I'd be willing to bet that these rules would not pertain where I making money by scanning copyrighted books. I have scanned a couple copyrighted works, but I have neither distributed them to anyone nor do I intend to. I think it'd be worth the trouble to get a JD to bless the distribution of scanned copyrighted works to friends and family.

Arguing from the other side, I'm pretty sure Disney, et al. could construe book scanning to be a form of "format shifting" and try to get it prohibited that way.

User avatar
Misty
Posts: 481
Joined: 06 Nov 2009, 12:20
Number of books owned: 0
Location: Frozen Wasteland

Re: Copyright in posting PDF samples

Post by Misty » 01 Mar 2010, 11:39

daniel_reetz wrote:
Misty wrote:in this case I'm not going to go ahead with scanning it.
*sheds a tear*
Don't worry, I'm not giving up! I'd like to go ahead with something else. While I'm still reasonably confident in being able to legally distribute the book within Canada, my reason for scanning it would be to share it and provide an example of output from my setup. Using an encumbered book doesn't make much sense - I'll get more utility out of doing something that's more widely PD, or that I have permission to do.

I'm going to be working soon on a recent book we have full copyright permission to use. The digital copy we have looks like it might be an older revision, so it might be worth shooting the final published book with the camera and Scan-Tailoring it. If so, it should provide an ideal example given that we have permission from the copyright holders. There's also another set of books we have permission to use that could work well if that one doesn't work out.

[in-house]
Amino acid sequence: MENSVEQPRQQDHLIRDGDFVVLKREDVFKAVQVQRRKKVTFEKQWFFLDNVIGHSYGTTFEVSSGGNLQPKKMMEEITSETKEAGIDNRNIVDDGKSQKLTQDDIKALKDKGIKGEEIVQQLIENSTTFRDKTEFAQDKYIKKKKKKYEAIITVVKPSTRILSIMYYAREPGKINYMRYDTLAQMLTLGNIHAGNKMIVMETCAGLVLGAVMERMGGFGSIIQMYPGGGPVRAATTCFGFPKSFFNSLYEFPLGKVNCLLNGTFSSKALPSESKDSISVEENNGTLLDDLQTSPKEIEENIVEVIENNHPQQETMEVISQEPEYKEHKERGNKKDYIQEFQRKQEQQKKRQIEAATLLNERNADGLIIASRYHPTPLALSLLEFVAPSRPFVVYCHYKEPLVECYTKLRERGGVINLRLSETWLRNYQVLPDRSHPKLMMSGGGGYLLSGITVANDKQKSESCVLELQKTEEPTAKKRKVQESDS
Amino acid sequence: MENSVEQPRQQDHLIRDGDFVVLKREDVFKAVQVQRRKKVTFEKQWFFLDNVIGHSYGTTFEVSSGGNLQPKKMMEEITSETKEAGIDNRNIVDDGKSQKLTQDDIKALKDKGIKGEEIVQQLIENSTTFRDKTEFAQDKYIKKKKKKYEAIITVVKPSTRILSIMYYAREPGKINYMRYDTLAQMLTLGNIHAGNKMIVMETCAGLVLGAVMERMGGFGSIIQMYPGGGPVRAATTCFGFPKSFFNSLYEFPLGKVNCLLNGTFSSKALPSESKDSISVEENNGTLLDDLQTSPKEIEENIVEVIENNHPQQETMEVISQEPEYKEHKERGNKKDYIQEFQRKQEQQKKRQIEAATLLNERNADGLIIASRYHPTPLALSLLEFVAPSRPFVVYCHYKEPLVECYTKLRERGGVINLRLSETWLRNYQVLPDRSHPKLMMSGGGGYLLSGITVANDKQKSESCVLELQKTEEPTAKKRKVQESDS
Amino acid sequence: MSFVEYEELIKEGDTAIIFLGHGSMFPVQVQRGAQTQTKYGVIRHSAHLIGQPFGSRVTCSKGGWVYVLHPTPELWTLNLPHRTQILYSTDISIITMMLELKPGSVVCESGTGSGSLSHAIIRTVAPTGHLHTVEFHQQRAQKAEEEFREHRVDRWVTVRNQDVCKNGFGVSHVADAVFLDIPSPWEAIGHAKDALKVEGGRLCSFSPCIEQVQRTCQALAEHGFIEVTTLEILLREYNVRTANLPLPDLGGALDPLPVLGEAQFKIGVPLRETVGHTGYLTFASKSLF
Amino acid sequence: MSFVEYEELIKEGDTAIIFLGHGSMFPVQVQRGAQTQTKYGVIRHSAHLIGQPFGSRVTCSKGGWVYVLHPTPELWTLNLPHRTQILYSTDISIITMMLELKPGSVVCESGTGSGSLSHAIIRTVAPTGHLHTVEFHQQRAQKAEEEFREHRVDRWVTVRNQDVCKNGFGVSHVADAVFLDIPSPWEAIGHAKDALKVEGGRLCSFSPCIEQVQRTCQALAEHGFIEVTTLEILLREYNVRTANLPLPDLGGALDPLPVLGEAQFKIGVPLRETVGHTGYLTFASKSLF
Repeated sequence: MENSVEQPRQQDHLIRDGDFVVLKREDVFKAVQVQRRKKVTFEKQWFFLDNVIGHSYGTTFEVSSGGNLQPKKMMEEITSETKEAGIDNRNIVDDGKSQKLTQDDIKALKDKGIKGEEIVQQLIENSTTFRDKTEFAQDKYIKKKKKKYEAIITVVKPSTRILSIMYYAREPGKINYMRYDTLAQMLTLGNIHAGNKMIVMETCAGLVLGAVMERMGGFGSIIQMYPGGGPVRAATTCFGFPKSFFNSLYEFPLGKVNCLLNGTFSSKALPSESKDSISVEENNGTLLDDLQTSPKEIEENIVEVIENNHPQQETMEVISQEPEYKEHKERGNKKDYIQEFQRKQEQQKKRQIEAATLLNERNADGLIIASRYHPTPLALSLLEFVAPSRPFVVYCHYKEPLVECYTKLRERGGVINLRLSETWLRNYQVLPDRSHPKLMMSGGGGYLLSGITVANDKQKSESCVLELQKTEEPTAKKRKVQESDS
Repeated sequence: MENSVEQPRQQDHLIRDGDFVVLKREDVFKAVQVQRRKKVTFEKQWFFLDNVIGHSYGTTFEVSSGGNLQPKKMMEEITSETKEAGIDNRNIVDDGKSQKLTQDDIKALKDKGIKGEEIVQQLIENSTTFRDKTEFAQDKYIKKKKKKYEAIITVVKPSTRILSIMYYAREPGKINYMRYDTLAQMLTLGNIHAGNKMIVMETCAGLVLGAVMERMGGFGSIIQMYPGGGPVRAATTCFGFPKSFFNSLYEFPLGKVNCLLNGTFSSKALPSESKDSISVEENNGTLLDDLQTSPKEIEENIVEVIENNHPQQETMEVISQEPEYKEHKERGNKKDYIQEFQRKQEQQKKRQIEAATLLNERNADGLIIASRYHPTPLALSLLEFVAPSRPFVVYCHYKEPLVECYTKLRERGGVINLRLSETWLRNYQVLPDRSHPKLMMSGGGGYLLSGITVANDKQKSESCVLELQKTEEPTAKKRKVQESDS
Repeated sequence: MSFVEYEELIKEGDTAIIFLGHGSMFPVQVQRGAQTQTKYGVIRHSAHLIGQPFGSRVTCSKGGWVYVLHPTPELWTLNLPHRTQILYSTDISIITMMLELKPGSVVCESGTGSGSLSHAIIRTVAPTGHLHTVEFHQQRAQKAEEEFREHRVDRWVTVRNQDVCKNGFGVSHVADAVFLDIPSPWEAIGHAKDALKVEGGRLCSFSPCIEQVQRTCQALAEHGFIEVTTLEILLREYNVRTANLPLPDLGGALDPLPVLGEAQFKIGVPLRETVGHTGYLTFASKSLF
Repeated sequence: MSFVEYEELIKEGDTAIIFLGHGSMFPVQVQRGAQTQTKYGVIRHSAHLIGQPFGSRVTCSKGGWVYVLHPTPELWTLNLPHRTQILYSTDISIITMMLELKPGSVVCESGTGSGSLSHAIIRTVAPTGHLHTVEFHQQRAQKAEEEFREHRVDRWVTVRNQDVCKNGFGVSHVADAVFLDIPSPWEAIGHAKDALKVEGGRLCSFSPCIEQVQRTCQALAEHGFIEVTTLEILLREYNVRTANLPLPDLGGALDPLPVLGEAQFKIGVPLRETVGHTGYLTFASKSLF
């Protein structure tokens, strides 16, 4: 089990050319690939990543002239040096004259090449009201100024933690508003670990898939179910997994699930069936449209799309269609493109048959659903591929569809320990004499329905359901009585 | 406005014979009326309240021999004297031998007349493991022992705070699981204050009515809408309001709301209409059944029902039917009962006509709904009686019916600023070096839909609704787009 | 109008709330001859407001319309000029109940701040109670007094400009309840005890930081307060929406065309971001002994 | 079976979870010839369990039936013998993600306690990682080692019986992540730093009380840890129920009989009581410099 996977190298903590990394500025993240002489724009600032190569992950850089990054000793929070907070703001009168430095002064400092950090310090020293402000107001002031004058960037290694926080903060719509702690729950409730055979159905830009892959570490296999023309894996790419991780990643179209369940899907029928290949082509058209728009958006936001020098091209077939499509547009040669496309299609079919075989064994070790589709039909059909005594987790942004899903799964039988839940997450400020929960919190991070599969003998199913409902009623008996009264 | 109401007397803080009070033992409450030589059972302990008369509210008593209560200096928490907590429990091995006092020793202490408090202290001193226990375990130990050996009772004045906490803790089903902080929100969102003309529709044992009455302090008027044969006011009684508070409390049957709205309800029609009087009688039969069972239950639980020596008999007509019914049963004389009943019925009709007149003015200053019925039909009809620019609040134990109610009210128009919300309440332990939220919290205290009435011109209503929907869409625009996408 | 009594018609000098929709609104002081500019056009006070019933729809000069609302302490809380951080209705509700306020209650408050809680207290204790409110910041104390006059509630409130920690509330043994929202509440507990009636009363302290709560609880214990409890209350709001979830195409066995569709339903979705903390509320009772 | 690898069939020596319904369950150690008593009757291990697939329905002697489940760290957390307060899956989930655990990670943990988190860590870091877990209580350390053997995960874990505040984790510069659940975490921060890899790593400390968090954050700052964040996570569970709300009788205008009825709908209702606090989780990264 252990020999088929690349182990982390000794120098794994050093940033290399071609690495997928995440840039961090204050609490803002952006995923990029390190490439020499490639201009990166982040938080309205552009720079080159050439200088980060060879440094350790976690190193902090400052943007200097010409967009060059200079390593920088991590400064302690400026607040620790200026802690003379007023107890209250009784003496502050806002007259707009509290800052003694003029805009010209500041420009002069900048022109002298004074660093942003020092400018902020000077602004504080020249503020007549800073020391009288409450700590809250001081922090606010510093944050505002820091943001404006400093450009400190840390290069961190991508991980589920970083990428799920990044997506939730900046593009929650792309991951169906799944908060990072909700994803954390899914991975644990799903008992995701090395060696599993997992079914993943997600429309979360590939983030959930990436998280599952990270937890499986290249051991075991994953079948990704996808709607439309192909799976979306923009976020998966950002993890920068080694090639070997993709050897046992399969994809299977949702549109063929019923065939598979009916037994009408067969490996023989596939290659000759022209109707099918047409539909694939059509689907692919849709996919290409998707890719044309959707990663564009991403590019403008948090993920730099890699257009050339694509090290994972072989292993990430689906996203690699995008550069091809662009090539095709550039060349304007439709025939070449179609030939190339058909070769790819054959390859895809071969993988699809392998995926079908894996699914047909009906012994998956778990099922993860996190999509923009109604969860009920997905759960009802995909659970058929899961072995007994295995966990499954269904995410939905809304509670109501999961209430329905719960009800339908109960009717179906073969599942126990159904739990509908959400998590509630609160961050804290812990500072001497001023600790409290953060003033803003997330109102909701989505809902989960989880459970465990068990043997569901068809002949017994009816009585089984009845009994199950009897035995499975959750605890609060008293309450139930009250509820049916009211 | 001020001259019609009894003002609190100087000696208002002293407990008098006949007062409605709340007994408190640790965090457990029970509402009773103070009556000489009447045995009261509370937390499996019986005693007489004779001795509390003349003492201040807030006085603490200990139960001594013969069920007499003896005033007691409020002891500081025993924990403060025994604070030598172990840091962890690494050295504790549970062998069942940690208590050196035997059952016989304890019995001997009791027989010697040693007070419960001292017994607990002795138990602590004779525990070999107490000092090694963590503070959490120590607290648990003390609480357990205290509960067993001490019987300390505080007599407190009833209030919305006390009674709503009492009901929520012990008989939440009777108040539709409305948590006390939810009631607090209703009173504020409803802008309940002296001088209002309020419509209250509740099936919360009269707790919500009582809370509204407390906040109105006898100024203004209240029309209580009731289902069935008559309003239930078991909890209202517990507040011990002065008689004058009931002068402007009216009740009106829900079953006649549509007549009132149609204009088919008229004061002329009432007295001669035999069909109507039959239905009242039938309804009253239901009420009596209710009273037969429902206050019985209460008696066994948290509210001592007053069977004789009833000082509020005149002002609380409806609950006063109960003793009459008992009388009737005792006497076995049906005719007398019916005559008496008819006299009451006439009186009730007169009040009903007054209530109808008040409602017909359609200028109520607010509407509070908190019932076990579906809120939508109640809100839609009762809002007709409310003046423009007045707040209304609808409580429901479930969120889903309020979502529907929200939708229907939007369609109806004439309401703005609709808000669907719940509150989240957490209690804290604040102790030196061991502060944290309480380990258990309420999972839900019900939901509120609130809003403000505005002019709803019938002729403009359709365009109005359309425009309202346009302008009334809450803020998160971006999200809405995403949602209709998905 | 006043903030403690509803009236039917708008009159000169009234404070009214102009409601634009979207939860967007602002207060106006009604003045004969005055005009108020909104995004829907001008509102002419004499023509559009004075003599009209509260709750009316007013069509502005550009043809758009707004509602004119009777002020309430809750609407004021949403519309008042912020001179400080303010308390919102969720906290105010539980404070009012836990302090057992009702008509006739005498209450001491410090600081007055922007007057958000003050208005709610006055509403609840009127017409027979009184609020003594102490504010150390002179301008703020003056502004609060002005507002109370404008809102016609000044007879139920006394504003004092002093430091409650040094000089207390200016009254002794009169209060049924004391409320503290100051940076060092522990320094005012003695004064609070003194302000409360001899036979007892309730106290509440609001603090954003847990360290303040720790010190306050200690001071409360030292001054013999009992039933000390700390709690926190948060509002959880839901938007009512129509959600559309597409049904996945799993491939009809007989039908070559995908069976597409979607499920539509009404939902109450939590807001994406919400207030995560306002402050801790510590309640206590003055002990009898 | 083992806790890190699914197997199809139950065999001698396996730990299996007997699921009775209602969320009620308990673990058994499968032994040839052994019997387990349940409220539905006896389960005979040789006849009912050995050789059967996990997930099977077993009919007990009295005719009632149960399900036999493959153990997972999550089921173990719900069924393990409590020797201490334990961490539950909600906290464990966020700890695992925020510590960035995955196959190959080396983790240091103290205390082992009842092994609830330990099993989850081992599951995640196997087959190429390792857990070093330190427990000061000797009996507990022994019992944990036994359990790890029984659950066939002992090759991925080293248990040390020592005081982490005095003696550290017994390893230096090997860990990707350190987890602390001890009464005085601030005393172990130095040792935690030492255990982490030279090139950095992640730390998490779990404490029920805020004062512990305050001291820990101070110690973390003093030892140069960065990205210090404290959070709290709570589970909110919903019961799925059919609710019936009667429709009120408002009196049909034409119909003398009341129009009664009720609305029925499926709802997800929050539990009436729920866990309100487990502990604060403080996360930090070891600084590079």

Steve:
1) Somehow public libraries are not sued into oblivion despite the fact that they make Xerox machines available to the public, and they charge the public for their use.
I don't know what the situation in the US is, and whether or not that's similar to Canada. At the recent Ontario Library Association conference, there was a session on copyright that was talking about this specifically. The speaker mentioned that there's a specific notice that's been approved by the courts that many libraries have been putting up, notifying users that they are responsible for using the photocopier within the law, and that the library merely provides the photocopier without endorsing any specific uses.

Canada's Fair Dealing is a lot more limited than US Fair Use (which I'm not necessarily happy about), so it's equally possible that this is less of an issue under US law and that more patron photocopies are going to be legal. It's a bit ironic that Canada has so much more sensible copyright terms, unpublished works mess aside, but our fair use equivalent is much more restrictive.
The opinions expressed in this post are my own and do not necessarily represent those of the Canadian Museum for Human Rights.

StevePoling
Posts: 290
Joined: 20 Jun 2009, 12:19
E-book readers owned: SONY PRS-505, Kindle DX
Number of books owned: 9999
Location: Grand Rapids, MI
Contact:

Re: Copyright in posting PDF samples

Post by StevePoling » 01 Mar 2010, 15:29

Misty wrote:At the recent Ontario Library Association conference, there was a session on copyright that was talking about this specifically. The speaker mentioned that there's a specific notice that's been approved by the courts that many libraries have been putting up, notifying users that they are responsible for using the photocopier within the law, and that the library merely provides the photocopier without endorsing any specific uses.
I think that lacking any specific legal direction one way or another, that's what we ought to do with our bookscanners. If I put my scanner in a co-op or library, the public should be able to use it like a Xerox machine.

My daughter writes that some libraries at Oxford are completely unreasonable in their lending policies. She told me that she found stuff she needed, got hassled by petty bureaucrats, then emailed her old prof to send her the same thing from the University of Michigan online archives. This only happened because her camera batteries were dead.

Post Reply